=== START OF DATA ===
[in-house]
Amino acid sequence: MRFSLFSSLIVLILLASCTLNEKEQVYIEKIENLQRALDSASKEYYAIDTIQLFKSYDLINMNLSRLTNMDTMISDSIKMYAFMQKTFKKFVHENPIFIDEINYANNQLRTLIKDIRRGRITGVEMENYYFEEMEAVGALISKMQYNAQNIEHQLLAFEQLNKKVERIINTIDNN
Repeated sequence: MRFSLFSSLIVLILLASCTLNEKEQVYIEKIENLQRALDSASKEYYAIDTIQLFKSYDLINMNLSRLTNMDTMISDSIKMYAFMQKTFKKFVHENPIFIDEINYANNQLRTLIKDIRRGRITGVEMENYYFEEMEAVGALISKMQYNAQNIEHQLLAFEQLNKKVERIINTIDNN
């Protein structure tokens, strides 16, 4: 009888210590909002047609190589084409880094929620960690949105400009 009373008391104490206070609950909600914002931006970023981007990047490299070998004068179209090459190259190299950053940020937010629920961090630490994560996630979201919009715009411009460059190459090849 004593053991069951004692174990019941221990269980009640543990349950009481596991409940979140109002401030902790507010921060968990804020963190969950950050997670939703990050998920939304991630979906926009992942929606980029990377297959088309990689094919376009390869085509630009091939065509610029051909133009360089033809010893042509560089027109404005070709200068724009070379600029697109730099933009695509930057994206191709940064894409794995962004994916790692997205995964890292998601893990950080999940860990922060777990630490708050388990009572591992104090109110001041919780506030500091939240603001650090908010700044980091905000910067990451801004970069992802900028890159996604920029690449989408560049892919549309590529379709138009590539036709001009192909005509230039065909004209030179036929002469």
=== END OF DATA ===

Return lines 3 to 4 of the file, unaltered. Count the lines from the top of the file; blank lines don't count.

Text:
Repeated sequence: MRFSLFSSLIVLILLASCTLNEKEQVYIEKIENLQRALDSASKEYYAIDTIQLFKSYDLINMNLSRLTNMDTMISDSIKMYAFMQKTFKKFVHENPIFIDEINYANNQLRTLIKDIRRGRITGVEMENYYFEEMEAVGALISKMQYNAQNIEHQLLAFEQLNKKVERIINTIDNN
């Protein structure tokens, strides 16, 4: 009888210590909002047609190589084409880094929620960690949105400009 009373008391104490206070609950909600914002931006970023981007990047490299070998004068179209090459190259190299950053940020937010629920961090630490994560996630979201919009715009411009460059190459090849 004593053991069951004692174990019941221990269980009640543990349950009481596991409940979140109002401030902790507010921060968990804020963190969950950050997670939703990050998920939304991630979906926009992942929606980029990377297959088309990689094919376009390869085509630009091939065509610029051909133009360089033809010893042509560089027109404005070709200068724009070379600029697109730099933009695509930057994206191709940064894409794995962004994916790692997205995964890292998601893990950080999940860990922060777990630490708050388990009572591992104090109110001041919780506030500091939240603001650090908010700044980091905000910067990451801004970069992802900028890159996604920029690449989408560049892919549309590529379709138009590539036709001009192909005509230039065909004209030179036929002469």